Kurt  Schlichter

Rick Perry was everywhere, and he made some news with his pledge to rebel against the liberal establishment’s various oppressions. This guy is definitely running for president. Remember the slow, almost catatonic Rick Perry of the debates? He’s gone. The real Rick is back. Perry was energized, excited and, in small groups, seemed truly jazzed to meet and interact with people. The guy has a solid sense of how to campaign – he clearly loves it – and he was in full campaign mode.

Rand Paul was in full effect too, packing the auditorium for his speech on the second day. There were lots of “I Stand With Rand” stickers, and his supporters were all over the place. Paul could end up the conservative alternative to whatever washed-up moderate hack the panicking GOP Establishment tries to force down our throats in the primaries.

And speaking of Jeb Bush, he must have had a prior engagement.

But Chris Christie was there, and he had the biggest challenge of the attending potential candidates because the conservatives of CPAC largely dislike and distrust him. It was good to have him speak since, despite his recent troubles, there is a very real possibility he will be the nominee. Moreover, if he is the nominee (which is a huge “if”), he stands a pretty fair chance of beating Hillary. The left clearly thinks so – MSNBC wouldn’t be stalking him like a deranged ex-girlfriend if Christie wasn’t a threat.

Christie spoke on the first day, and it was commonly reported that he received a standing ovation coming in. That's technically correct, because some people stood and ovated, but a lot of people sat on their hands, both when he came in and when he left. And there were a lot of empty chairs in the room (You would have needed a can of grease and a crowbar to wedge yourself in when Rand Paul spoke).

Christie, a former trial lawyer, committed a cardinal error that one wouldn't normally expect from an experienced attorney. He didn't understand his jury and address his arguments to it. And there was a jury there to be sure. It was a jury of conservatives, and they were there to render judgment on him.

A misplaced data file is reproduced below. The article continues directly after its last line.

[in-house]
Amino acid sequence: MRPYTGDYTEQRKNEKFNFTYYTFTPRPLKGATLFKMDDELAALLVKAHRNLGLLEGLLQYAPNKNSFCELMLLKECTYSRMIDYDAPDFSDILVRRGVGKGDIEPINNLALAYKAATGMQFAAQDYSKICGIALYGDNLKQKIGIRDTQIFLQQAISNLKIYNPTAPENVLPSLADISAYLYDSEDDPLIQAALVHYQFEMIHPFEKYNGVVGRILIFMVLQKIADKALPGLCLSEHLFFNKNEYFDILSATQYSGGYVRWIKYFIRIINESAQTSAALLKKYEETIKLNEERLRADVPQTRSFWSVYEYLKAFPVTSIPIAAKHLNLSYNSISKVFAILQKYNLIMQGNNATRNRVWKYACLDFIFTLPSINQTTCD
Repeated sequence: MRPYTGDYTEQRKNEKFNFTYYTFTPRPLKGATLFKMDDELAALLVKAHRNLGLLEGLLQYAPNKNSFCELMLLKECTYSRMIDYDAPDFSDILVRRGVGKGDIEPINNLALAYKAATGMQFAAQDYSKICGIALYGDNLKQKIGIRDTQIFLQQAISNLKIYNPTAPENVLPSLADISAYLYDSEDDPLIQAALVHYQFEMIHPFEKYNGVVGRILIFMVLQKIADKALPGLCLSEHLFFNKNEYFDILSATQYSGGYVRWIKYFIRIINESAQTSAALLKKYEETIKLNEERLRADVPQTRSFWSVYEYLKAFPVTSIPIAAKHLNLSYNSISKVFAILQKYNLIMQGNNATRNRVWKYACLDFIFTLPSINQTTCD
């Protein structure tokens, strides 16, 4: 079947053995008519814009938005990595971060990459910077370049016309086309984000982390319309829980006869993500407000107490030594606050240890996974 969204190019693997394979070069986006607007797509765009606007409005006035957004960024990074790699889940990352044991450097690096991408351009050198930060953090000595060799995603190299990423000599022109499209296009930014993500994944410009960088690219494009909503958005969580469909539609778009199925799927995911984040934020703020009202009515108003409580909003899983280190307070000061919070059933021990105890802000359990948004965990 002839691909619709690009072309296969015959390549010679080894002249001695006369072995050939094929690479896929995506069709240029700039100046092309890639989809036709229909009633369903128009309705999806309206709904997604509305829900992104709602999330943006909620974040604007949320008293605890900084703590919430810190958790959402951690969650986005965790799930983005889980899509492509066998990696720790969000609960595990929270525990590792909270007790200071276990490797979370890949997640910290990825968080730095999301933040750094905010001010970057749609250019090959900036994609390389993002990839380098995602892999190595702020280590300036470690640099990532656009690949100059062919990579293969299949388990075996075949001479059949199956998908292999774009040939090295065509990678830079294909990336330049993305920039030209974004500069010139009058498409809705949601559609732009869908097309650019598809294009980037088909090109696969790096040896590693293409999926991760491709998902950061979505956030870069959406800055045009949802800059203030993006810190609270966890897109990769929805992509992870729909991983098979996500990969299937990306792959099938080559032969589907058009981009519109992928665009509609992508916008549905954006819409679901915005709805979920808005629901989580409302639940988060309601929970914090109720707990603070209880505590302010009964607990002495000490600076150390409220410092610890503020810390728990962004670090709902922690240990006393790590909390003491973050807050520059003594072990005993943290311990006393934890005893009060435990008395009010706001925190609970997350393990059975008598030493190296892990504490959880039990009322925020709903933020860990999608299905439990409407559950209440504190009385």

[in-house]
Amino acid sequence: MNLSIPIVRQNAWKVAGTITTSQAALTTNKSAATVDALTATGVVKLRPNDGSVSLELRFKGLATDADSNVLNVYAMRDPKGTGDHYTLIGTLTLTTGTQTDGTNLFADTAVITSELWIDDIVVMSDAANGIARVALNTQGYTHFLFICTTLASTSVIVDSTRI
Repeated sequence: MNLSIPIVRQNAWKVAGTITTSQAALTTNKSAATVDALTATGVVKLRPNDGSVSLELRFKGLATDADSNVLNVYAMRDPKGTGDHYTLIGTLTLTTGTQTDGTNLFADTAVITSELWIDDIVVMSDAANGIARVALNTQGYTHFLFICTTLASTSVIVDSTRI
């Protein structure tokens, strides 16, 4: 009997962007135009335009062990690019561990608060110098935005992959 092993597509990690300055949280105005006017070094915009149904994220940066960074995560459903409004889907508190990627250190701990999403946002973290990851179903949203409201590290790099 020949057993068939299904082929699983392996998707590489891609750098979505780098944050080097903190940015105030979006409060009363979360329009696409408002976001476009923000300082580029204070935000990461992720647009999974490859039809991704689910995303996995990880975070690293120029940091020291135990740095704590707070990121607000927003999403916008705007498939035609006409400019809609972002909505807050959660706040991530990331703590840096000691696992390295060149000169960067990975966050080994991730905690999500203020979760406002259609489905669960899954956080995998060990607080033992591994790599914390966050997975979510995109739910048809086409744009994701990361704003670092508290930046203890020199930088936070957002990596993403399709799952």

Chris Christie had to, so to speak, build a bridge to the conservative community. This was his opportunity to do it, and he didn't. His speech should have been directed to conservatives and have taken on the elephant in the room – we just don’t like him and we don’t trust him to be a real conservative. He wasn’t going to win us over then and there, but he could have started the process of regaining our trust. After all, if you want to win the nomination of a party that’s supposed to be conservative, you probably don’t want your name to provoke a stream of obscenities any time a conservative hears it.

But instead, Christie’s speech was just a recitation of basic Republican principles regarding small government and fiscal responsibility. The thing is, conservatives kind of expect that from a Republican. In fact, it was a bit patronizing – as was the reference to his pro-life views that kind of came out of left field, as if he thought that was going to make everything better. In the end, it seemed more like a routine speech to the Des Moines Lincoln Club than a gamechanger that reset his reputation with conservative activists.

That is not to say he didn’t deliver it well. He did. But what Christie needed to say was, “Hey, I'm one of you. Maybe we don't agree on everything, maybe I offended you in the past, but I'm a friend, and let's make up.” He didn't do that, and many conservatives sat on their hands when he got off stage.

The sad thing is for him that the “standing ovation” meme is going to be his takeaway. He no doubt thought he did great, maybe so great that he’s mollified those conservatives and won’t have to deal with them anymore. You get the impression from Christie that he probably doesn’t surround himself with people who tell him things he doesn’t want to hear. If he wants to win the nomination – and to stop getting engulfed in hugely unnecessary scandals – he probably ought to get himself an advisor who’s not afraid to tell him “No.”

One thing was clear, though – Chris Christie is running for president.

Oh, and the most surprising thing about CPAC this year? Mark Levin is really tall.

Kurt Schlichter

Kurt Schlichter (Twitter: @KurtSchlichter) was personally recruited to write conservative commentary by Andrew Breitbart. He is a successful Los Angeles trial lawyer, a veteran with a masters in Strategic Studies from the United States Army War College, and a former stand-up comic.